Forget River Song and Buffy. Medieval Ladies were the real tough Chicks!


English: Wedding - Louis VII and Eleanor of Aq...

Following on from my blog post about my day out at Cardiff Castle’s Joust, I want to look at the layout of various castles and also to look into the role of women during the Middle Ages.

It’s funny how we get instantly carried away when confronted by castles, fortresses, maces, swords, shields, jousting knights on horses and maidens with wimples.

We forget that the draw bridge wasn’t built so Merlin, King Arthur and his knights can look really cool when they ride into Camelot (Pierrefonds Castle in France is being used for BBC’s series Merlin).

The drawbridge and portcullis, the keep, the walled fortifications and arrow slits, the deep moat and mangonel, the couillard and the vantail were all designed for one thing and one thing only: to keep unwanted guests out and the occupants of the castle safely inside.

Looking at various drawings of castles in France (Château de Mehun-sur-Yèvre is my new favourite), it becomes clear that the design and architecture of fortresses might have changed over the years, as the 100 year war between France and England drew to an end and battle-weary knights and their families wanted more home comforts, but the purpose of a castle never really changed.

Keeping people, chattels and livestock safe from marauders and making a bold statement about one’s status in life are two of the most important roles a castle or fortress has to fulfil. Any overlord worth his salt (and mistress) would want to show off his wealth and status by building an imposing castle, never mind keeping his borders safe.

The people producing the BBC’s Merlin series have rightly said Pierrefonds Castle is as much a character in the story they as the cast playing Merlin, Lady Morgana or Arthur himself. Therefore, if I am to write a piece of fantasy fiction set in medieval times, descriptions of the surroundings and buildings is especially important, since the violent times determined very much  the type of architecture people found themselves in as well as the type of furnishings and belongings they might have had inside their dwellings.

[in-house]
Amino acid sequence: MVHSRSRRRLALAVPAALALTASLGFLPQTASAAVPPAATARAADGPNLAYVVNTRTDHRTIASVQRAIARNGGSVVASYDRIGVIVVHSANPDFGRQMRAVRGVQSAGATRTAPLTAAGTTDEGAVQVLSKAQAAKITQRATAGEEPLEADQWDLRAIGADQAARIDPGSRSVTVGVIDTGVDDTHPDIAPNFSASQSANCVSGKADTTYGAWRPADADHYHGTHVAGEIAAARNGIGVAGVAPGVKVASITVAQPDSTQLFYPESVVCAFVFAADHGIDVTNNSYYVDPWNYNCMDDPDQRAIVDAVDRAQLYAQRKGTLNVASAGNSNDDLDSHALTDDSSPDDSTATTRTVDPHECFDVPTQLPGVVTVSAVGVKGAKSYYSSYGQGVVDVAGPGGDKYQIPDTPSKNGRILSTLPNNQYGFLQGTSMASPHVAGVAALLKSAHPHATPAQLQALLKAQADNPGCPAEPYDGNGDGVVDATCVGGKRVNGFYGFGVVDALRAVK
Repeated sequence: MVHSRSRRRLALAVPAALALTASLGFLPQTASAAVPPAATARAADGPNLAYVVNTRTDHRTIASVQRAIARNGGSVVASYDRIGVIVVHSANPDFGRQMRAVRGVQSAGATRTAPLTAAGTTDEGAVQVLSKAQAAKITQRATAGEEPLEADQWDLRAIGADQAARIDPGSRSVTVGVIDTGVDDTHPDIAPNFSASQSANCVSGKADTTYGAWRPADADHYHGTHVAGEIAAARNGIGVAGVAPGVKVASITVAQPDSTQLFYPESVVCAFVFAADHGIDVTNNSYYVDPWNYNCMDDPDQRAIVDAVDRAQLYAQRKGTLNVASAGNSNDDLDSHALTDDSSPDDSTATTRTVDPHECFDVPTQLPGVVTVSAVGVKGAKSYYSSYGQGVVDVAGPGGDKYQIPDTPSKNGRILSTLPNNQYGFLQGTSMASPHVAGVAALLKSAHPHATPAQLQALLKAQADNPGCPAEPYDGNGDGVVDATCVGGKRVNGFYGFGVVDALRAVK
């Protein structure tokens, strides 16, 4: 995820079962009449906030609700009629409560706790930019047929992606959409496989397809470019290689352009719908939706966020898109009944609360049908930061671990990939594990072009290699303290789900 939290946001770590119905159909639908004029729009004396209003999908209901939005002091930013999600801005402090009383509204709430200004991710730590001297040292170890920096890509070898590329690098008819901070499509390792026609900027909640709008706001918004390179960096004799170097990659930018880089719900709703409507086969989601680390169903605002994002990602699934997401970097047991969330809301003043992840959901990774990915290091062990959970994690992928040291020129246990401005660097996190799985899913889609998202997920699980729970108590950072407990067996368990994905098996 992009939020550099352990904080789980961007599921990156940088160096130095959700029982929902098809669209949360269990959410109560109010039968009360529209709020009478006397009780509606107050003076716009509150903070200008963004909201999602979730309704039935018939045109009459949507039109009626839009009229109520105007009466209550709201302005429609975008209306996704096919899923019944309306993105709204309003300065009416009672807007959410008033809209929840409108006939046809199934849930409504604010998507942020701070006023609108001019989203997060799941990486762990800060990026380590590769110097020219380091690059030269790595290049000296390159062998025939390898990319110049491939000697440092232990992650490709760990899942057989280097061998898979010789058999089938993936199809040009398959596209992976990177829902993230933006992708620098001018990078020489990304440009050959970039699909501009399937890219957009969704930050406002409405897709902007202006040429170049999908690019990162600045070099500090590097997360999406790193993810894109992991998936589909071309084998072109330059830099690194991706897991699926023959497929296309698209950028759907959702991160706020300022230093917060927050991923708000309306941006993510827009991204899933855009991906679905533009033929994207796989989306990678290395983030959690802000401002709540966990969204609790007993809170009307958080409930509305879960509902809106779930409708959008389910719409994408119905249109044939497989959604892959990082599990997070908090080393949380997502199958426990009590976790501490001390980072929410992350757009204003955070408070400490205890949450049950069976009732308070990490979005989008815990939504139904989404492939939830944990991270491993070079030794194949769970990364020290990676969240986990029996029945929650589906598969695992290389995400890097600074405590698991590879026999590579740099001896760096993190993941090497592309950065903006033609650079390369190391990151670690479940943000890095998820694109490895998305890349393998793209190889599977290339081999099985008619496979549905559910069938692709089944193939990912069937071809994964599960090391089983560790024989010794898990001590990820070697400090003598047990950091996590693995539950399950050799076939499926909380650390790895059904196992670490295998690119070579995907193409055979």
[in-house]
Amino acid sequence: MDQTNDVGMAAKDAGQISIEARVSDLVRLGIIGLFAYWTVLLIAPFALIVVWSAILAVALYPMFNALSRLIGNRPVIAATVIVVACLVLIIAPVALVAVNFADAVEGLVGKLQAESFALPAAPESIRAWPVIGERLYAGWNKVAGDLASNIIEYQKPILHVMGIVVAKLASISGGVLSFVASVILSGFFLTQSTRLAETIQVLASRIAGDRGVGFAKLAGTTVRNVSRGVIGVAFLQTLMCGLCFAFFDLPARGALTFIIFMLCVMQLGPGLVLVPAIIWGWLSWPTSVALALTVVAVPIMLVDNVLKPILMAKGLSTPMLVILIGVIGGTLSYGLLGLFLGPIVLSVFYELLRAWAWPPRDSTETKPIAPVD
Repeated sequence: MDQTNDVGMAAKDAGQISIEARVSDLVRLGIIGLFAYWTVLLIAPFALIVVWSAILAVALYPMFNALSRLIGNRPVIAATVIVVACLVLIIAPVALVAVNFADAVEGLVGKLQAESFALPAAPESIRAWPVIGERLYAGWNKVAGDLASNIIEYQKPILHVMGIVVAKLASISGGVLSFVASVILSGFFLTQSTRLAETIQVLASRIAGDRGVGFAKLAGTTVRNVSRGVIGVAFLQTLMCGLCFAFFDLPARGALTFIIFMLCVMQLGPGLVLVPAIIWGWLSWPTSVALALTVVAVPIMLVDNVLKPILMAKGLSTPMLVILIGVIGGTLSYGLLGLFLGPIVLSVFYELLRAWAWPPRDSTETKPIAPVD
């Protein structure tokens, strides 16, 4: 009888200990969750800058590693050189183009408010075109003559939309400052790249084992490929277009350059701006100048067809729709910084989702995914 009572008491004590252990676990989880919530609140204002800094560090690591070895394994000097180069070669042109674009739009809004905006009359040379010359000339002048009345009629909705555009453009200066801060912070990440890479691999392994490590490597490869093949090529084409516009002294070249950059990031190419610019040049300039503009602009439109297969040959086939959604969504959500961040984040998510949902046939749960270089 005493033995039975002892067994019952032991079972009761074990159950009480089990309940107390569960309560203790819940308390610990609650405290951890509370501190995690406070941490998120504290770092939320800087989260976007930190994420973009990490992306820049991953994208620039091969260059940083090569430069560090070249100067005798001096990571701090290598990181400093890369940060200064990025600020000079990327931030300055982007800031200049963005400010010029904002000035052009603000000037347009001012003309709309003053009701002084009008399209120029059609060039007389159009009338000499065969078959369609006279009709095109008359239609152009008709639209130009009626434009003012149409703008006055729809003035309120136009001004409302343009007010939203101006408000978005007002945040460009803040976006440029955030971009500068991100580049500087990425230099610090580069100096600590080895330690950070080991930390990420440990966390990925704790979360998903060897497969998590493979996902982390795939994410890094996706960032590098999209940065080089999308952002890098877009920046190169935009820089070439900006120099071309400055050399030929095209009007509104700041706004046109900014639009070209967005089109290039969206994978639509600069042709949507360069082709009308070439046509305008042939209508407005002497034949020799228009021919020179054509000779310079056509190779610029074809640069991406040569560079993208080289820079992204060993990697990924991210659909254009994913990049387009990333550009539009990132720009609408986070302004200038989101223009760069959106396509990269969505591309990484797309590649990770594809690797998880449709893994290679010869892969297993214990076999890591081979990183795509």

Some things never change though. I can relate to the feelings people might have had centuries ago without too much of a stretch of my imagination. Wanting to feel safe is a fundamental human emotion that hasn’t changed at all through the millennia.

English: Medieval miniature painting of the Si...

In the same way in which “my castle’s bigger than yours” resembles medieval macho posturing, male specimens today are showing off the latest electronic gadgets or fast car. The jousting knight of yesterday is today’s footballer competing in the European Championships.

Differences in medieval technology and understanding of the world at that time will obviously determine how far I can go with my fantasy fiction, before belief has to be stretched too far and it becomes silly.  So I’m reading up about the type of catapults used, the defences they had as well as what type of dwelling ordinary peasants had in their villages and what kind of weapons, if any, they might have had to defend themselves.

I’ve always loved the way in which Tolkien uses the castle-cities in The Lord of the Rings as a metaphor to describe not just the type of ruler in charge of such fortresses, but to show how the surroundings influence those who dwell in them.

Harry Potter’s Hogwarts follows on from that tradition, as does the Doctor Who’s TARDIS. The buildings we live in or are surrounded by shape our understanding of the world while we grow up. When we grow bigger, we are astonished, how small our parent’s banqueting hall is, when we thought we lived in such a huge place.

As teenagers we notice with a pang how inadequate a defence our short, squat castle tower really is, when an army of trolls comes knocking at the gate.